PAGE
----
Environmental and Permitting – Meeting the Standards Demanded by Governments.

The 4th Webinar in the series of five assembles experts in Environmental issues related to social license to operate for mines. Over the course of 90 minutes the panel discussion will identify and introduce topics of importance which are faced by mining companies, mineral property developers and explorationists today.

The ESG#4 Panel consists of the following topics and experts:

Larry Cope is an experienced Principal Hydrogeologist with demonstrated success consulting to the mining industry. He is skilled in analysis of aquifer hydraulics, mine water management, surface water and groundwater data collection and analysis, and water supply. Strong technical professional with aM.Sc. in Hydrogeology from Colorado State University.

Anne Williamson, Vice President Global Sustainability, leads sustainability efforts for the Wood consulting business. Her focus is creating sustainable value for customers, employees, investors, and communities through embedding sustainability in how the business works and delivers solutions. Anne has led environmental and sustainability aspects of mining projects in all phases, implementing technically, socially, and financially sound approaches. Her experience with permitting and sustainability spans the mining, power, energy transportation, and manufacturing sectors. Anne currently serves on the Society for Mining, Metallurgy, and Exploration board of directors and is a member of the International Society for Sustainability Professionals.

Patrick Williamson. Patrick will provide his perspective on industry best practices for environmental management, the environmental baseline studies required for different stages of mine development, and the operational requirements for characterizing and managing waste rock, tailings and water at mining projects.

Bio: Patrick Williamson has over three decades of experience in managing geochemical and hydrogeologic investigations for mining projects, including water balances, water resource evaluation and development, waste rock characterization, mine dewatering, and permitting studies for due diligence, Preliminary Economic Assessments, Feasibility Studies, operations, and closure. He is an experienced project manager/principal with a technical focus on mine waste geochemistry/hydrogeology and extensive experience in the mining sector in Mexico and Latin America. Prior to joining INTERA, Patrick established and managed two hydrogeology/ environmental practices in Mexico, where he developed business offerings for mine hydrogeology, geochemistry and social license for water and mining. Patrick has spoken extensively on the topic of best practices for environmental management for mining at conference throughout Latin America.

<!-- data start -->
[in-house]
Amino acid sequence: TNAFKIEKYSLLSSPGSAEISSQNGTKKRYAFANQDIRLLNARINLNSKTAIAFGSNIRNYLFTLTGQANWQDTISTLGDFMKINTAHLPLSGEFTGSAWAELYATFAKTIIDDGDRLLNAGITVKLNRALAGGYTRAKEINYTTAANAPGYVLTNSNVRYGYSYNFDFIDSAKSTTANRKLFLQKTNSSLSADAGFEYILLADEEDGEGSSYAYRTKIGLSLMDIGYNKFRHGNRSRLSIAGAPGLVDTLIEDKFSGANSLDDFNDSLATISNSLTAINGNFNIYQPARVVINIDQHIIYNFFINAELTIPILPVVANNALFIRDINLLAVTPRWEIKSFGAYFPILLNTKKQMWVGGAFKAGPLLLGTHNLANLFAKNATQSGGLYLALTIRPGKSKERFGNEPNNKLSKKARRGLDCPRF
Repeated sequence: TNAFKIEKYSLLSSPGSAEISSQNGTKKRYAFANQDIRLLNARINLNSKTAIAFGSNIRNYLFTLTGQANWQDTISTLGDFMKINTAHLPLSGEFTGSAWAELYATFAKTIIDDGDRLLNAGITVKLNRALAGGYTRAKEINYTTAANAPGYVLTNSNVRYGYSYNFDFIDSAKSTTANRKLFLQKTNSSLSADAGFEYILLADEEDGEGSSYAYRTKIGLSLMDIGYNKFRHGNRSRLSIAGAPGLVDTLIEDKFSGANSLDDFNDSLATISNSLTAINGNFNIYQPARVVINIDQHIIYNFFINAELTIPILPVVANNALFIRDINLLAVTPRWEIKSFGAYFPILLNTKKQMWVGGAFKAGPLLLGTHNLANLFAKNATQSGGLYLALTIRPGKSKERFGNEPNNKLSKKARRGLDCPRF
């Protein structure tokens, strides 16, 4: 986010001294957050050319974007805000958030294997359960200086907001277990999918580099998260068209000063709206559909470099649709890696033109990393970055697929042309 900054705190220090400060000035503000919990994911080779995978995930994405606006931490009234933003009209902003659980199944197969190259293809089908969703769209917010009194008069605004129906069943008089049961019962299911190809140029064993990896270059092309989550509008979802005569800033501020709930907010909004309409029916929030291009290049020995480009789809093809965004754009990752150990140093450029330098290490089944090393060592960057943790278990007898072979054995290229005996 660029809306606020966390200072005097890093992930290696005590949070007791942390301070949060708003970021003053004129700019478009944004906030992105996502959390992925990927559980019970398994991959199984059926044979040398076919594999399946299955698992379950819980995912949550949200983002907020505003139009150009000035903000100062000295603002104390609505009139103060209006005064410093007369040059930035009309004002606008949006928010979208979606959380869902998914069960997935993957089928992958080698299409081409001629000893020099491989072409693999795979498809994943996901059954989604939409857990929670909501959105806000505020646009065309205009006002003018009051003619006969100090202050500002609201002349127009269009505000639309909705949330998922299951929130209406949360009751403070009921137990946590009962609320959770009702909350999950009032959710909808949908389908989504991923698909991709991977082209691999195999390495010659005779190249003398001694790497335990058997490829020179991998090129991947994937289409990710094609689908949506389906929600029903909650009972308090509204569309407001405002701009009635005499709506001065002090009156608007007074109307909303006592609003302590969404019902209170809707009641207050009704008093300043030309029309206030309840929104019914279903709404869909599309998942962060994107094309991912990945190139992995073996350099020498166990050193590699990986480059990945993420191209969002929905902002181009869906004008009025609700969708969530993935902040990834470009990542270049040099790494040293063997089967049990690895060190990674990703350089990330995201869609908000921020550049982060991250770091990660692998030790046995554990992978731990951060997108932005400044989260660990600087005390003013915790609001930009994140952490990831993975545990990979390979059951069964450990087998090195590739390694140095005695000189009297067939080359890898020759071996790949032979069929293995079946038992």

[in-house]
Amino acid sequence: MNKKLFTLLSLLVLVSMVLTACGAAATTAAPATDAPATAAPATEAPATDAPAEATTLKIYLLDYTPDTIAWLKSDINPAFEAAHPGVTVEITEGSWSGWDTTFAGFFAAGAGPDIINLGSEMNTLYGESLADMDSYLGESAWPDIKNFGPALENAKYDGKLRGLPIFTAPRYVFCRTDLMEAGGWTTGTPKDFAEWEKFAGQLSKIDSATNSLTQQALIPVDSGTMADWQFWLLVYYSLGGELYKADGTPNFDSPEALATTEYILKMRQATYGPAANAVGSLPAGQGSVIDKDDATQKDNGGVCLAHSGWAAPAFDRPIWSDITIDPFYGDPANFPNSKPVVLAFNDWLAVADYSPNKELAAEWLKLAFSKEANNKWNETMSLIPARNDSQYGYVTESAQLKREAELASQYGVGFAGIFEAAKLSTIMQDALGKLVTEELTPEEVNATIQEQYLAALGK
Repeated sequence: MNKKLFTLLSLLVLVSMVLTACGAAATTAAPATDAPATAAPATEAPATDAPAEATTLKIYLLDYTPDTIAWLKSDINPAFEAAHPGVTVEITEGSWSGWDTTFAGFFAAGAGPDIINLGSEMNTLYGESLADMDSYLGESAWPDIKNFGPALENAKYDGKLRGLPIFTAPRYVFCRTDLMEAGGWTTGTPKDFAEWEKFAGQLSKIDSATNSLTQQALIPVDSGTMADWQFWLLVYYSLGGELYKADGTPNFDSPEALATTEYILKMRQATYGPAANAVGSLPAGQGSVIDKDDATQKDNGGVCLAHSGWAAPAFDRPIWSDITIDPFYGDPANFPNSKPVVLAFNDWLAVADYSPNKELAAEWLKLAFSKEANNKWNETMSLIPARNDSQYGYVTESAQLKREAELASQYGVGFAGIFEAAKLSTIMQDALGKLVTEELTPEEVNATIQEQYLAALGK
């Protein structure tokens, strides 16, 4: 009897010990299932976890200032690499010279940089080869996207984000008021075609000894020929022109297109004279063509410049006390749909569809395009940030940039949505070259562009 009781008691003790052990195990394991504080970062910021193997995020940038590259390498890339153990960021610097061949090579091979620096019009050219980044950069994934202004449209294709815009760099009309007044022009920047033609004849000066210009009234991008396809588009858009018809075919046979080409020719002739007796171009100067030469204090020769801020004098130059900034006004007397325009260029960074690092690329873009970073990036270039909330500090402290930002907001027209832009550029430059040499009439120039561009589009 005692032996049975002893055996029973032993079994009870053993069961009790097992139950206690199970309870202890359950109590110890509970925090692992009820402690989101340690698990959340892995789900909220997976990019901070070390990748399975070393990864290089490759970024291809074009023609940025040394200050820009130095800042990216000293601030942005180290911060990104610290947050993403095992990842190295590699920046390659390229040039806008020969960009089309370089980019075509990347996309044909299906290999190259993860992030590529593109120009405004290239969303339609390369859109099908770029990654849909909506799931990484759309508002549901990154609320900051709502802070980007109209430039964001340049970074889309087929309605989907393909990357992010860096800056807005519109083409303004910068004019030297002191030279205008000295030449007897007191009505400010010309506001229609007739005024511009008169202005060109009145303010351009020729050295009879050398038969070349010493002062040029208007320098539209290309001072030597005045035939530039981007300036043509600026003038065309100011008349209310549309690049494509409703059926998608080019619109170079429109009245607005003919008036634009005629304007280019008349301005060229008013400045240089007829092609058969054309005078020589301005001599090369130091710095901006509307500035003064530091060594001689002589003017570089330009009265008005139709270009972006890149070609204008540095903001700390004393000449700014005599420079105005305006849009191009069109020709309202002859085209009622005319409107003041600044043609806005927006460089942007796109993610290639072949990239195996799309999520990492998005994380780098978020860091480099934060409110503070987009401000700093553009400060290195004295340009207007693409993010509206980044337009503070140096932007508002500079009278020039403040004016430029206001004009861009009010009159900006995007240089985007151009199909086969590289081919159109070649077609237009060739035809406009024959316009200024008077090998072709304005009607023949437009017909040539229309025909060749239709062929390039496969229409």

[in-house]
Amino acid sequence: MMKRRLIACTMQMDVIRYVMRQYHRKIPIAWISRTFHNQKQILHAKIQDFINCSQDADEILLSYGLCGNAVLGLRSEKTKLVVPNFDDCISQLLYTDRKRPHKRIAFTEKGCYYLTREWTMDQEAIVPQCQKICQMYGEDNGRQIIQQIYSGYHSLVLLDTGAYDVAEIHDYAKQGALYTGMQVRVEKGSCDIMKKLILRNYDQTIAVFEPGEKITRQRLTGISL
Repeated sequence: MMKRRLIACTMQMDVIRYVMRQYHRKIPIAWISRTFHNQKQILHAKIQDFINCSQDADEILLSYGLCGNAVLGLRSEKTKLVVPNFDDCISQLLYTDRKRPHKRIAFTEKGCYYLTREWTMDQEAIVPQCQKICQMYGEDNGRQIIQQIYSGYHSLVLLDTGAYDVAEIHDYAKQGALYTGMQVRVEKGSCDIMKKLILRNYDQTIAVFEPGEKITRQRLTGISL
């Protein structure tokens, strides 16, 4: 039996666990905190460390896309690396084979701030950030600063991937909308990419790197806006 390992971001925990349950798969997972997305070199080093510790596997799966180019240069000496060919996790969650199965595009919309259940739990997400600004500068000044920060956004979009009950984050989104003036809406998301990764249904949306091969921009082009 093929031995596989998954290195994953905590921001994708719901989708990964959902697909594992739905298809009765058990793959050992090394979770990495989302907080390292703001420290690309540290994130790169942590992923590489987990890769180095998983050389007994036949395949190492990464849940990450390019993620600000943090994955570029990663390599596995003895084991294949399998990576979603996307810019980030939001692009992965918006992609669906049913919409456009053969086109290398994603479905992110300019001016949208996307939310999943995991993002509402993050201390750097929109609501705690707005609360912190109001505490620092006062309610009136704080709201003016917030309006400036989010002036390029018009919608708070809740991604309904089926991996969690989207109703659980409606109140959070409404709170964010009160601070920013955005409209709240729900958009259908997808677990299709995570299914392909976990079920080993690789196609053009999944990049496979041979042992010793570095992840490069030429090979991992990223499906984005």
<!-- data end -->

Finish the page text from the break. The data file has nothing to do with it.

Questions and Answers

NOTE: The questions were answered verbally during the Webinar and can be accessed in the recording.

Questions Marco Carrasco: Dear Anne, thanks and very good presentation, please a question.
Is there any relation between ESG and The Sustainable Development Goals of United Nations?

Roger Newell: How do ESG topics relate to Equator Principles?

Garrett Bell: How do you pitch this approach to ESG to clients and colleagues who are not familiar with it? Is there a Wood fact sheet?

Garrett Bell: Thanks, great responses!!

Nathan Hagelin: In the private sector, it may be straightforward to apply ESG to operating facilities where compliance is well in hand and steps are underway to reduce waste, energy consumption, water use. But how do we translate ESG principles into cost centers, like remediation departments. How do we propel and measure the return on investment for sustainable and resilient remediation through the project lifecycle such that the ESG value can be realized by investors?

Mary Little: Do you feel the CIM and NI 43-101 reporting standards are adequate for junior exploration companies and reporting mining companies listed in Canada. What additional factors are important or recommended?
Thanks for the great presentations.


From Douglas Peters: Need to also distinguish between natural background and man-made inputs. Given the geological terrane and mineralization, the Rio Tinto almost certainly was “red” before humans even occupied the area. The Romans just increased it by exposing the mineralization and opening air inflow to the rock mass.

From Priscilla Nelson : There is to be a webinar on “ACCELERATING ESG AND SDG PRACTICES IN MINING COMPANIES & TERRITORIES” 28 April by SDSN – register at https://us02web.zoom.us/webinar/register/WN_KN0Y1j2wTPeYtNx3rqD_FA
The webinar: This first event in the series will explore how the ESG and SDG agendas can be aligned to accelerate improved environmental, social, and governance outcomes in mining territories.

VideoCope SlidesAnne Williamson SlidesPatrick Williamson Slides